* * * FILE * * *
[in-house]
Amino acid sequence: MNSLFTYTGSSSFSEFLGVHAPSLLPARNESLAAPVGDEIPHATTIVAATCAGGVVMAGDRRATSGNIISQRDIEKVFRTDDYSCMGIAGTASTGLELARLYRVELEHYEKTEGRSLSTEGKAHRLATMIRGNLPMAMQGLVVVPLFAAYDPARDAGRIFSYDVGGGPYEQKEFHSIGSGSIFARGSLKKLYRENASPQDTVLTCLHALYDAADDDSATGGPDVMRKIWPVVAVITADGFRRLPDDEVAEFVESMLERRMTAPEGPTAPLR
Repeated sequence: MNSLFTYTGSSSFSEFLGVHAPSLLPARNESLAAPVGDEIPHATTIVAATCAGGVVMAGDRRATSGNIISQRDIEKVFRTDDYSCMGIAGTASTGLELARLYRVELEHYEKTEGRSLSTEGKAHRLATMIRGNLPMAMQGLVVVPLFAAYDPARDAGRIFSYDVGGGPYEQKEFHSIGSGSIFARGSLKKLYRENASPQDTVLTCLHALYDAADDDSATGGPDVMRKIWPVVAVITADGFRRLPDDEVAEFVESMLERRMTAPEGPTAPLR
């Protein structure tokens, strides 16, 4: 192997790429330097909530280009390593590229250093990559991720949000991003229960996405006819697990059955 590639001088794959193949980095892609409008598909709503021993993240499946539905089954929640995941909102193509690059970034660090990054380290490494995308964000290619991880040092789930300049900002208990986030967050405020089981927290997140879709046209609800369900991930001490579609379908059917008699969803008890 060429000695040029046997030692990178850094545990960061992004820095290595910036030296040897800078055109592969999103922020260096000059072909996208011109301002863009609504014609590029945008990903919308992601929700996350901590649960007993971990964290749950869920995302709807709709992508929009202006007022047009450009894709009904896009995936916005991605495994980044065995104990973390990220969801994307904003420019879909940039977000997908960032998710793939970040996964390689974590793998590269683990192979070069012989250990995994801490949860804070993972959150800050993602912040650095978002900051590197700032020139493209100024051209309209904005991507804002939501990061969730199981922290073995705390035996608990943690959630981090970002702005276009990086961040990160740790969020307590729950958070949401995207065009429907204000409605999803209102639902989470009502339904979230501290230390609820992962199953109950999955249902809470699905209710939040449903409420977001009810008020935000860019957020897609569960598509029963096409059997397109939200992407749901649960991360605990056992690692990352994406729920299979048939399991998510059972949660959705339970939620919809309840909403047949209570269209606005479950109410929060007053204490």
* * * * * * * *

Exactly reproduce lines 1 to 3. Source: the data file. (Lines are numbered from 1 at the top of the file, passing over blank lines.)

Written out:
[in-house]
Amino acid sequence: MNSLFTYTGSSSFSEFLGVHAPSLLPARNESLAAPVGDEIPHATTIVAATCAGGVVMAGDRRATSGNIISQRDIEKVFRTDDYSCMGIAGTASTGLELARLYRVELEHYEKTEGRSLSTEGKAHRLATMIRGNLPMAMQGLVVVPLFAAYDPARDAGRIFSYDVGGGPYEQKEFHSIGSGSIFARGSLKKLYRENASPQDTVLTCLHALYDAADDDSATGGPDVMRKIWPVVAVITADGFRRLPDDEVAEFVESMLERRMTAPEGPTAPLR
Repeated sequence: MNSLFTYTGSSSFSEFLGVHAPSLLPARNESLAAPVGDEIPHATTIVAATCAGGVVMAGDRRATSGNIISQRDIEKVFRTDDYSCMGIAGTASTGLELARLYRVELEHYEKTEGRSLSTEGKAHRLATMIRGNLPMAMQGLVVVPLFAAYDPARDAGRIFSYDVGGGPYEQKEFHSIGSGSIFARGSLKKLYRENASPQDTVLTCLHALYDAADDDSATGGPDVMRKIWPVVAVITADGFRRLPDDEVAEFVESMLERRMTAPEGPTAPLR